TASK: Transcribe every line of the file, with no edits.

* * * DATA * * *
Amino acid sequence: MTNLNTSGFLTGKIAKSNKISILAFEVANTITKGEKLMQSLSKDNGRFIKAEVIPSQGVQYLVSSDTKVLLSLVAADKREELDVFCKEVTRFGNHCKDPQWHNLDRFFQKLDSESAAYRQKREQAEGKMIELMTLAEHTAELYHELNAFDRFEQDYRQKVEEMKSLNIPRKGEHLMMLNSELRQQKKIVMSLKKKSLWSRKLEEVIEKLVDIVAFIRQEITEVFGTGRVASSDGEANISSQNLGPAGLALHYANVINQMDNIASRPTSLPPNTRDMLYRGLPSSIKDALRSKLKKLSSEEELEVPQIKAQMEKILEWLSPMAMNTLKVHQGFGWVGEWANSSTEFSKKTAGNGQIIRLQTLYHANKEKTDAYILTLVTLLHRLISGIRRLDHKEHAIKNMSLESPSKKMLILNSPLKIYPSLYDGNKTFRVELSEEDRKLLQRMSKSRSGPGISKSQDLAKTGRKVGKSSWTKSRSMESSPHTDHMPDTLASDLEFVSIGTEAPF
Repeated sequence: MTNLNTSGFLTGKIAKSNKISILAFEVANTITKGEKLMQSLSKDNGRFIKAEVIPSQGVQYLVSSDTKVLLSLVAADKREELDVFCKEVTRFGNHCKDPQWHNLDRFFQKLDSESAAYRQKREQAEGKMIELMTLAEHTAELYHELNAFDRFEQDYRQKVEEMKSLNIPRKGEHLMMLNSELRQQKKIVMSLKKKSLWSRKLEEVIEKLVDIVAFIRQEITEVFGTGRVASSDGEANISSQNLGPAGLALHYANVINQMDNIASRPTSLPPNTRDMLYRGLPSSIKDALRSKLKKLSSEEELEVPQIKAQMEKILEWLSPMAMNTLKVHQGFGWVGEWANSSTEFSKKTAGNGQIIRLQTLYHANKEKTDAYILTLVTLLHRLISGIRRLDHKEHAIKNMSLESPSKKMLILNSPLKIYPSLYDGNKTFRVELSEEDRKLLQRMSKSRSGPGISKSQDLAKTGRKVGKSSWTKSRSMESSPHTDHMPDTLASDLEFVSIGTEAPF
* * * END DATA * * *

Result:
Amino acid sequence: MTNLNTSGFLTGKIAKSNKISILAFEVANTITKGEKLMQSLSKDNGRFIKAEVIPSQGVQYLVSSDTKVLLSLVAADKREELDVFCKEVTRFGNHCKDPQWHNLDRFFQKLDSESAAYRQKREQAEGKMIELMTLAEHTAELYHELNAFDRFEQDYRQKVEEMKSLNIPRKGEHLMMLNSELRQQKKIVMSLKKKSLWSRKLEEVIEKLVDIVAFIRQEITEVFGTGRVASSDGEANISSQNLGPAGLALHYANVINQMDNIASRPTSLPPNTRDMLYRGLPSSIKDALRSKLKKLSSEEELEVPQIKAQMEKILEWLSPMAMNTLKVHQGFGWVGEWANSSTEFSKKTAGNGQIIRLQTLYHANKEKTDAYILTLVTLLHRLISGIRRLDHKEHAIKNMSLESPSKKMLILNSPLKIYPSLYDGNKTFRVELSEEDRKLLQRMSKSRSGPGISKSQDLAKTGRKVGKSSWTKSRSMESSPHTDHMPDTLASDLEFVSIGTEAPF
Repeated sequence: MTNLNTSGFLTGKIAKSNKISILAFEVANTITKGEKLMQSLSKDNGRFIKAEVIPSQGVQYLVSSDTKVLLSLVAADKREELDVFCKEVTRFGNHCKDPQWHNLDRFFQKLDSESAAYRQKREQAEGKMIELMTLAEHTAELYHELNAFDRFEQDYRQKVEEMKSLNIPRKGEHLMMLNSELRQQKKIVMSLKKKSLWSRKLEEVIEKLVDIVAFIRQEITEVFGTGRVASSDGEANISSQNLGPAGLALHYANVINQMDNIASRPTSLPPNTRDMLYRGLPSSIKDALRSKLKKLSSEEELEVPQIKAQMEKILEWLSPMAMNTLKVHQGFGWVGEWANSSTEFSKKTAGNGQIIRLQTLYHANKEKTDAYILTLVTLLHRLISGIRRLDHKEHAIKNMSLESPSKKMLILNSPLKIYPSLYDGNKTFRVELSEEDRKLLQRMSKSRSGPGISKSQDLAKTGRKVGKSSWTKSRSMESSPHTDHMPDTLASDLEFVSIGTEAPF